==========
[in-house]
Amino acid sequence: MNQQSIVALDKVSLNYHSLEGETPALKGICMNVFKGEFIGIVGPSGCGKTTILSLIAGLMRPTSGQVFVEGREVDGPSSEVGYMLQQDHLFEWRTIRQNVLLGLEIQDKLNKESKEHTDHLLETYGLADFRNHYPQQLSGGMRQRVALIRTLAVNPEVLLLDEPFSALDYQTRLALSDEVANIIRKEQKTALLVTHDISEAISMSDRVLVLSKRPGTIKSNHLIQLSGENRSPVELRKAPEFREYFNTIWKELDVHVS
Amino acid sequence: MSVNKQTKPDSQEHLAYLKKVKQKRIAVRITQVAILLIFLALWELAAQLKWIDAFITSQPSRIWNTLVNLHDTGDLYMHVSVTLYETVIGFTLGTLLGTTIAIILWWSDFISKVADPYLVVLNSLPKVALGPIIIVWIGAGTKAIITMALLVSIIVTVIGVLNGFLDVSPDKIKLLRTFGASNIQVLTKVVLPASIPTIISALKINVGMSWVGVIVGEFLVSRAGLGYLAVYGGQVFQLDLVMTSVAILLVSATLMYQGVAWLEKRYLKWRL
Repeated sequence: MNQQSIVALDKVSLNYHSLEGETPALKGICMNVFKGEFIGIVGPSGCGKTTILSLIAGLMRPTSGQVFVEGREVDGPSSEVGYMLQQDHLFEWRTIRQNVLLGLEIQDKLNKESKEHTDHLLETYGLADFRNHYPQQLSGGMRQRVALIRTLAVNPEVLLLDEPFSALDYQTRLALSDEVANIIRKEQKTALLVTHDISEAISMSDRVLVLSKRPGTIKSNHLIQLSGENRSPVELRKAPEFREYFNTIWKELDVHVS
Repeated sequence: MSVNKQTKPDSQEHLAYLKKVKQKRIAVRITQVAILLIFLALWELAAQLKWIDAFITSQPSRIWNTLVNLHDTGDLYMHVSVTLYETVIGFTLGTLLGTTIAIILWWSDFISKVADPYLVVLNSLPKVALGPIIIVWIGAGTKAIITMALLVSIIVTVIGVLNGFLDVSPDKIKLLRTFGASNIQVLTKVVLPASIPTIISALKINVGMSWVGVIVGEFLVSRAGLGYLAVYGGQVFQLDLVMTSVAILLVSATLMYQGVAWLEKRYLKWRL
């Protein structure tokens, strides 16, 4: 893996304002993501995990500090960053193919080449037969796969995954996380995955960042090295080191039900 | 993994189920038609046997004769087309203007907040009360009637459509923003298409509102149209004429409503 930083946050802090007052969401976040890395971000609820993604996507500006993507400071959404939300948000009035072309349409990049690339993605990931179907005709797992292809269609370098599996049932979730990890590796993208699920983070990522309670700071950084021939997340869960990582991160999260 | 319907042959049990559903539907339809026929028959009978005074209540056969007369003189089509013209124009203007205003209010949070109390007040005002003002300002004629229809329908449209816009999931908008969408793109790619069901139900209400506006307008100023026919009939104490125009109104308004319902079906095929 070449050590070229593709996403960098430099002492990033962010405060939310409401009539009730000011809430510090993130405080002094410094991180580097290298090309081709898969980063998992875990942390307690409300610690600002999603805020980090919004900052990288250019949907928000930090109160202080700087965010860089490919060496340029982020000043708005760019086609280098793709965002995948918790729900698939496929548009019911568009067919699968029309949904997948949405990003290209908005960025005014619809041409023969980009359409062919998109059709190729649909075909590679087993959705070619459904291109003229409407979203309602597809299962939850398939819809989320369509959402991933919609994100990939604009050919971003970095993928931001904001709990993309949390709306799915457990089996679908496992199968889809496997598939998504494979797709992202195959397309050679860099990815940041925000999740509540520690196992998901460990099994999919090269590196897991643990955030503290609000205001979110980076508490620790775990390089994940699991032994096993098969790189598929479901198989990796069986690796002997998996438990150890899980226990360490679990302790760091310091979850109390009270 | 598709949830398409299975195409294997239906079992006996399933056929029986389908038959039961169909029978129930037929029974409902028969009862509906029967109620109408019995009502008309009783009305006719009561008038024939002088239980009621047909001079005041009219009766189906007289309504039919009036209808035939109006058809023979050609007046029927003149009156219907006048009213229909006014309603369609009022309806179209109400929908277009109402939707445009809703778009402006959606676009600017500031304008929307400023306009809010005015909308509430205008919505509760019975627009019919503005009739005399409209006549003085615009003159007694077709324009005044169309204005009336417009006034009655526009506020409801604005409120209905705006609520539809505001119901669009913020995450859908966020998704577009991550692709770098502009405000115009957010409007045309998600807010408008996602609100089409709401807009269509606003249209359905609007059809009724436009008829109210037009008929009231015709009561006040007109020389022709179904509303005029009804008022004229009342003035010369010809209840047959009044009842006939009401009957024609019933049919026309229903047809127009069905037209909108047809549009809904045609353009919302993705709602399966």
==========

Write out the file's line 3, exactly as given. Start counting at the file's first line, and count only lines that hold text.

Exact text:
Amino acid sequence: MSVNKQTKPDSQEHLAYLKKVKQKRIAVRITQVAILLIFLALWELAAQLKWIDAFITSQPSRIWNTLVNLHDTGDLYMHVSVTLYETVIGFTLGTLLGTTIAIILWWSDFISKVADPYLVVLNSLPKVALGPIIIVWIGAGTKAIITMALLVSIIVTVIGVLNGFLDVSPDKIKLLRTFGASNIQVLTKVVLPASIPTIISALKINVGMSWVGVIVGEFLVSRAGLGYLAVYGGQVFQLDLVMTSVAILLVSATLMYQGVAWLEKRYLKWRL